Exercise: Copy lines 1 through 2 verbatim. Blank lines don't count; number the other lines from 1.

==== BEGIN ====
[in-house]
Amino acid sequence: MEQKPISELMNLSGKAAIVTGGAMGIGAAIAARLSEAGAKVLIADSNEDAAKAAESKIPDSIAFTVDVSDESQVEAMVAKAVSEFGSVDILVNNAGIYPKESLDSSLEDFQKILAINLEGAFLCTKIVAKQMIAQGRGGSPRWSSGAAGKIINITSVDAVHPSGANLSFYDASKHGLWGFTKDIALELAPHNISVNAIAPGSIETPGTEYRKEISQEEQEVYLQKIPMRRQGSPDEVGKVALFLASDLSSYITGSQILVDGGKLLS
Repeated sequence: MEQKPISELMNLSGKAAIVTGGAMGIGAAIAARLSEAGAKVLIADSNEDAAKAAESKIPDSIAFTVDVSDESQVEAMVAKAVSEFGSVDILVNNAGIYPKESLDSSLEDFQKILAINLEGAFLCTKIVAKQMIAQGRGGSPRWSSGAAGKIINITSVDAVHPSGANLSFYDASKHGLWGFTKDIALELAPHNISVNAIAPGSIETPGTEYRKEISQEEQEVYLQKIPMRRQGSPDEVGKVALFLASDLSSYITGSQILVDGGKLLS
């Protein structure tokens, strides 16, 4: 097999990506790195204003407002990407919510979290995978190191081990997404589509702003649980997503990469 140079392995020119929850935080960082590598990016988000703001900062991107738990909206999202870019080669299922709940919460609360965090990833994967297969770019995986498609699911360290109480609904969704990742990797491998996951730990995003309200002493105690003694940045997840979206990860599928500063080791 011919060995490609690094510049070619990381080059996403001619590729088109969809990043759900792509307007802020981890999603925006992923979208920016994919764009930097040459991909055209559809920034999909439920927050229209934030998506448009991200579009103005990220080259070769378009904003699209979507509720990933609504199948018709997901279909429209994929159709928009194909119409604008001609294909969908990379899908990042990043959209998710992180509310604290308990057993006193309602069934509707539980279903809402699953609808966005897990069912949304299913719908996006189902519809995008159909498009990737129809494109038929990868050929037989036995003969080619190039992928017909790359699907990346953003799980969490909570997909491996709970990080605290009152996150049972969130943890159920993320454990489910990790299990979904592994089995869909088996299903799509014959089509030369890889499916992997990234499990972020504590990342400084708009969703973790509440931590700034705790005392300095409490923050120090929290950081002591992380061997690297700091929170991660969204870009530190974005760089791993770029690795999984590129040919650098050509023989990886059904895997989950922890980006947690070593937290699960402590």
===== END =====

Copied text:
[in-house]
Amino acid sequence: MEQKPISELMNLSGKAAIVTGGAMGIGAAIAARLSEAGAKVLIADSNEDAAKAAESKIPDSIAFTVDVSDESQVEAMVAKAVSEFGSVDILVNNAGIYPKESLDSSLEDFQKILAINLEGAFLCTKIVAKQMIAQGRGGSPRWSSGAAGKIINITSVDAVHPSGANLSFYDASKHGLWGFTKDIALELAPHNISVNAIAPGSIETPGTEYRKEISQEEQEVYLQKIPMRRQGSPDEVGKVALFLASDLSSYITGSQILVDGGKLLS